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precarious time for monarchs and their migration

Dr. Karen Oberhauser, University of Minnesota Monarch Lab (photo courtesy Dr. Oberhauser)‘WHERE ARE THE MONARCH BUTTERFLIES this year?’ one of many 2013 emails on the topic asked me. Headlines about monarch decline seem to confirm gardeners’ observations: Populations of the once-familiar orange-and-black creatures are not what they were.  What’s going on, and how bad is it?  Is there anything we can do? I invited conservation biologist Dr. Karen Oberhauser, a University of Minnesota professor and leading force in its Monarch Lab, who has studied Danaus plexippus for almost 30 years, to my latest radio show to explain.

prefer the podcast?

IN OUR CHAT on my public-radio show and podcast, Dr. Karen Oberhauser of the University of Minnesota Monarch Lab answered many of my monarch questions. Listen anywhere, anytime: Locally, in my Hudson Valley (NY)-Berkshires (MA)-Litchfield Hills (CT) region, “A Way to Garden” airs on Robin Hood Radio’s three stations on Monday at 8:30 AM Eastern, with a rerun at 8:30 Saturdays. It is available free on iTunes, the Stitcher app, or streaming from RobinHoodRadio.com or via its RSS feed. The September 16, 2013 show can be streamed here now. Robin Hood is the smallest NPR station in the nation; our garden show marked the start of its fourth year in March, and is syndicated via PRX.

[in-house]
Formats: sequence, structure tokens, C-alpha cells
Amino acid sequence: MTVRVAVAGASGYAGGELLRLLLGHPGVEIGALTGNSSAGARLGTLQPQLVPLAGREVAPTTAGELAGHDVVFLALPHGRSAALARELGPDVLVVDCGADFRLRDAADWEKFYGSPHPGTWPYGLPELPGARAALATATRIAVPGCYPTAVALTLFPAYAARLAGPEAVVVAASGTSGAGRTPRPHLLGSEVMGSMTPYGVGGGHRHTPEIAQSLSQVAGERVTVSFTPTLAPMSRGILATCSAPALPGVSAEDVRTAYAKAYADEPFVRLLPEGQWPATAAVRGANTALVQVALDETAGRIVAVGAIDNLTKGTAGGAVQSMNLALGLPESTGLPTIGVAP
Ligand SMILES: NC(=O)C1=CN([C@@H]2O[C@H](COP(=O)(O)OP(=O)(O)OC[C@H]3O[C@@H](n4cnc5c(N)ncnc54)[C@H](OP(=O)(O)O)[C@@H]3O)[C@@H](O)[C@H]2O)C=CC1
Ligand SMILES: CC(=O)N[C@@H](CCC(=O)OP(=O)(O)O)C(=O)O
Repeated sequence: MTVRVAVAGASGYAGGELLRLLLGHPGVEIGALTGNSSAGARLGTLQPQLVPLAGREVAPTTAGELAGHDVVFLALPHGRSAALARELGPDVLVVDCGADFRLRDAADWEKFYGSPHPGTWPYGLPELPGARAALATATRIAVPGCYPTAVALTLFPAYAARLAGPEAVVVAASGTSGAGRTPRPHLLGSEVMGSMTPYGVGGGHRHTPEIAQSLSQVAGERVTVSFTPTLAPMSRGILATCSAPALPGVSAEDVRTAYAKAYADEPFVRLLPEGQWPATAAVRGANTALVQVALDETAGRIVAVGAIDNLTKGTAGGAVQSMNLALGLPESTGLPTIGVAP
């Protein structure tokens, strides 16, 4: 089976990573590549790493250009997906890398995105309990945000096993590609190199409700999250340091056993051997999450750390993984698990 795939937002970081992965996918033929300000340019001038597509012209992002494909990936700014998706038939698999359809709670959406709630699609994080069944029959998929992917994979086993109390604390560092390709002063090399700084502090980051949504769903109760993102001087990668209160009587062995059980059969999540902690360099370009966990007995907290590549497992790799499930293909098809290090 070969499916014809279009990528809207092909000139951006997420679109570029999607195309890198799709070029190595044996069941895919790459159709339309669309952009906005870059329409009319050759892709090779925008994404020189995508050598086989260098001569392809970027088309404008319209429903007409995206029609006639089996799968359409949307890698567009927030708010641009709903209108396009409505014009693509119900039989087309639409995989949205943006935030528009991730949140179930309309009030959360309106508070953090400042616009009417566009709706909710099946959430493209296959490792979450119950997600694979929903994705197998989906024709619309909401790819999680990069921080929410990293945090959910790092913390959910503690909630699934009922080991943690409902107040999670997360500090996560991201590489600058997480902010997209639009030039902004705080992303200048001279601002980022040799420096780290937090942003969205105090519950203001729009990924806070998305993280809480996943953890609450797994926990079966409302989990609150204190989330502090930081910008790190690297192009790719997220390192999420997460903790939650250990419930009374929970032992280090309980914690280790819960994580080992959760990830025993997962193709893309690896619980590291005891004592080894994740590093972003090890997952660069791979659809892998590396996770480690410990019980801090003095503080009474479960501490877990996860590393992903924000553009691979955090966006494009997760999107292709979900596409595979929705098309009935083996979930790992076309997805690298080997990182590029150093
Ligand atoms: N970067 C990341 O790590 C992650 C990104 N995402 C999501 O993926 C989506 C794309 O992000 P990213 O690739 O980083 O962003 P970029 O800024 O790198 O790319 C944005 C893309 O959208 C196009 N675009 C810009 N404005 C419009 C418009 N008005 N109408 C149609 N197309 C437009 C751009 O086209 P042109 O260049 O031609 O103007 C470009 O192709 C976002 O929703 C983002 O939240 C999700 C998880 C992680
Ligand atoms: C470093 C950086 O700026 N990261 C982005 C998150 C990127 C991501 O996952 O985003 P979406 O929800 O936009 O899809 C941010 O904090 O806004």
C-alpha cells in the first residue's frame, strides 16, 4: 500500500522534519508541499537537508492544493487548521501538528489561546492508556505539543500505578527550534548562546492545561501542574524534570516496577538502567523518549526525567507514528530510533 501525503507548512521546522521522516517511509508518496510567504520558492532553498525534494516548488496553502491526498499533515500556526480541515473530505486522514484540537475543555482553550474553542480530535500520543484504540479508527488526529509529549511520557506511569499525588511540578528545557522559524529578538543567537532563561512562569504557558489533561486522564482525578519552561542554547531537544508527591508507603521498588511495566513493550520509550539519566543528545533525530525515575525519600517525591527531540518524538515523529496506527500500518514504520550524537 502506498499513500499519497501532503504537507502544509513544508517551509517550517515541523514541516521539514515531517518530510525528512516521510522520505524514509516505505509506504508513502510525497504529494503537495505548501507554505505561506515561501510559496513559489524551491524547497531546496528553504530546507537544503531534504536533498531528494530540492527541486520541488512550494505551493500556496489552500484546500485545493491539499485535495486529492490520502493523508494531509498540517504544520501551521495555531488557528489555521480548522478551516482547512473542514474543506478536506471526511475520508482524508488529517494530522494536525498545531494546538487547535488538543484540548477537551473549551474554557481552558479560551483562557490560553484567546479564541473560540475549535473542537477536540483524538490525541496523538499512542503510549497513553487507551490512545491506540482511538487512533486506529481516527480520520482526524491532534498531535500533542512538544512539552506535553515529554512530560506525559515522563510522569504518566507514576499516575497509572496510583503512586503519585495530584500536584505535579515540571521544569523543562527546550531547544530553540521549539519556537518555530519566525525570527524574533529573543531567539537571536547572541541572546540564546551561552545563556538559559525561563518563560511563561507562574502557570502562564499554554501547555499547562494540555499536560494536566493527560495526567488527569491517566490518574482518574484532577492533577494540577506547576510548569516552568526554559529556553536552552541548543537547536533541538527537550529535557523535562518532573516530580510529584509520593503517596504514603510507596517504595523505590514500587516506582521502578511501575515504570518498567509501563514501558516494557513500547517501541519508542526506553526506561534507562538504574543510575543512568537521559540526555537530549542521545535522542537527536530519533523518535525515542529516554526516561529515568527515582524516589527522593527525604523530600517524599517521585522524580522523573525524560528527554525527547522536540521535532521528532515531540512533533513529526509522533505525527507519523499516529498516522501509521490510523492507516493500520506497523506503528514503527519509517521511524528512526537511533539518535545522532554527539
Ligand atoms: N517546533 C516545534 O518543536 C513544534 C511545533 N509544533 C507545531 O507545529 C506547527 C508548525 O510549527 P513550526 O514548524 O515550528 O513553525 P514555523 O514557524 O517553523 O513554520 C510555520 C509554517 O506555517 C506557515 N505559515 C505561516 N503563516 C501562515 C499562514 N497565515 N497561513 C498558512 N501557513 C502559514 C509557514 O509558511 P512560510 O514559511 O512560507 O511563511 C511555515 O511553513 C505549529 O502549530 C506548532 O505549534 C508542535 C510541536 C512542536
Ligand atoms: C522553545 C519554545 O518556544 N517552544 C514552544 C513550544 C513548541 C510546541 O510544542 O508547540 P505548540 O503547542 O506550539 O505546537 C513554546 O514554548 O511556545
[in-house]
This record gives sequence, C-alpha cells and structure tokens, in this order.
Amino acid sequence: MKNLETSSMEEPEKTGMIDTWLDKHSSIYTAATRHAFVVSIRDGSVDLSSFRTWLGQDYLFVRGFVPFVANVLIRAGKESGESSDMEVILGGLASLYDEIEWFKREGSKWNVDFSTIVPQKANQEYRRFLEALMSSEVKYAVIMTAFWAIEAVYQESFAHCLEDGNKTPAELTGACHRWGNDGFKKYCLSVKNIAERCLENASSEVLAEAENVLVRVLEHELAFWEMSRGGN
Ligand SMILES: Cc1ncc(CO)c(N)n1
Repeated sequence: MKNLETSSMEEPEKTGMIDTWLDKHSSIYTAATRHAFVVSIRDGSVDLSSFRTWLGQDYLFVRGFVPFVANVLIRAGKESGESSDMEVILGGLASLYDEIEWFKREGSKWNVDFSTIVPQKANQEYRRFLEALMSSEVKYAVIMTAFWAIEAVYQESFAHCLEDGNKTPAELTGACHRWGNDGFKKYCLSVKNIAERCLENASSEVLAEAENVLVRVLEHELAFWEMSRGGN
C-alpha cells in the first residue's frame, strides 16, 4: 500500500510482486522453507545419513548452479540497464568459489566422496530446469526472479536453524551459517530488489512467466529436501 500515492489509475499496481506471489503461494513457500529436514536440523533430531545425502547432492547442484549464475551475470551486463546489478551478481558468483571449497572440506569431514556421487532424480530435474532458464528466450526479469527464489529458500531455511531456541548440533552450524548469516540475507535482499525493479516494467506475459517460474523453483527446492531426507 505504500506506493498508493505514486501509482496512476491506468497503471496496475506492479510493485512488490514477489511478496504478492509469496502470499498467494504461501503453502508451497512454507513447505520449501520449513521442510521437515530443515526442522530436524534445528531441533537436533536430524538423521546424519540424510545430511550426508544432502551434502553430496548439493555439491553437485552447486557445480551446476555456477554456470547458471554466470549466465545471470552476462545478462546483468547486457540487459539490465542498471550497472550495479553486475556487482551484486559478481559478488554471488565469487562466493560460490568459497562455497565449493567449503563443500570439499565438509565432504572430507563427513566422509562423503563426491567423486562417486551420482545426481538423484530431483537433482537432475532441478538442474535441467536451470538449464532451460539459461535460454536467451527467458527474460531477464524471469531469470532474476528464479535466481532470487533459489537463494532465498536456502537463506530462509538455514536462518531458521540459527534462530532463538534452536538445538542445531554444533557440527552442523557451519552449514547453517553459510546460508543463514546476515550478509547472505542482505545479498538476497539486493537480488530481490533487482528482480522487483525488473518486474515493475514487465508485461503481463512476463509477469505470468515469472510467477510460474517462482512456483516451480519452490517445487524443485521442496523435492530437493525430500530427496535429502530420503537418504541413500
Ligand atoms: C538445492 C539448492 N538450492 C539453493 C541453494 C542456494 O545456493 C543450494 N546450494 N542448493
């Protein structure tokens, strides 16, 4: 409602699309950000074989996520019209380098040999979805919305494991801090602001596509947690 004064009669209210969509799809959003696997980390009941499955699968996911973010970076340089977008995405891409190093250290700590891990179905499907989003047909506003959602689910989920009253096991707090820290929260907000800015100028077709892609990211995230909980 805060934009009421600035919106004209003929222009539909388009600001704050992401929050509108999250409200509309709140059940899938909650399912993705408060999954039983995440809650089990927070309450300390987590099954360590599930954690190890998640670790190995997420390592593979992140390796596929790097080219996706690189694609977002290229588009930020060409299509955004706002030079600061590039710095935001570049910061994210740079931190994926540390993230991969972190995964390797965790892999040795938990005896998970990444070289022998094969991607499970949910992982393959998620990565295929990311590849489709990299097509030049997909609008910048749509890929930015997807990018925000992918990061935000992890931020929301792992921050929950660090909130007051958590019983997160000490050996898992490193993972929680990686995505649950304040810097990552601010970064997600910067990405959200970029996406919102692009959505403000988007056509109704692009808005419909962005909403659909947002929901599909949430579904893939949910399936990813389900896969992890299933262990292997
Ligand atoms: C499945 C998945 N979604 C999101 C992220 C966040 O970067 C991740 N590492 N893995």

the 2013 numbers: how bad a decline?

Monarch on confelower; photo courtesy Monarch Lab.INDEED, SAYS OBERHAUSER (above) the 2013 data aren’t rosy. Counts are made at various life stages, including during spring and fall migration, and the areas occupied in overwintering times (in Mexico and California) are also measured, yielding what may be the most accurate numbers on total population.

“Last year [2012] at the overwintering sites, the area occupied was at only 60 percent of its previous low,” she says. “It had been declining, but that was astonishingly low.”

The migration-monitoring program Journey North also reported lower stats in 2013’s cold spring. And though the numbers were only preliminary when we spoke that fall, University of Minnesota’s Monarch Larva Monitoring Program seems to indicate that “we’re at about 20 to 30 percent of our average,” Oberhauser says, acknowledging that these drastically lower numbers might be a “new normal.” But she’s not sounding defeated, by any means.

A big positive: A lot of people are interested in monarchs. “Though it will be difficult to make up for all the habitat we’ve lost, we can make that ‘new normal’ as good as we can.”  (Ways to help are father down this page.)

what going wrong for monarchs?

MONARCH DECLINE is a problem with multiple causes, says Oberhauser. The three big factors: habitat loss, chemicals and changing weather with many extreme events.

  • Habitat loss has resulted from land shifted to agriculture, suburban sprawl or ex-urbanization—“wherever there is Kentucky bluegrass” instead of former habitat, Oberhauser says—and other development, or even activities like mowing, such as along so many miles of highways.
  • The widespread use of chemicals in agriculture and otherwise has hit monarchs two ways: Herbicides can kill off milkweeds that once sustained larvae, leading to the loss of their host plant, and insecticides (used to kill adult mosquitoes, for instance) can kill any insects (though mosquito larvicides don’t affect monarchs).
  • Increasingly frequent aberrations in climate can be costly, too, whether extremes of cold, drought or other forces–especially when they occur during migration.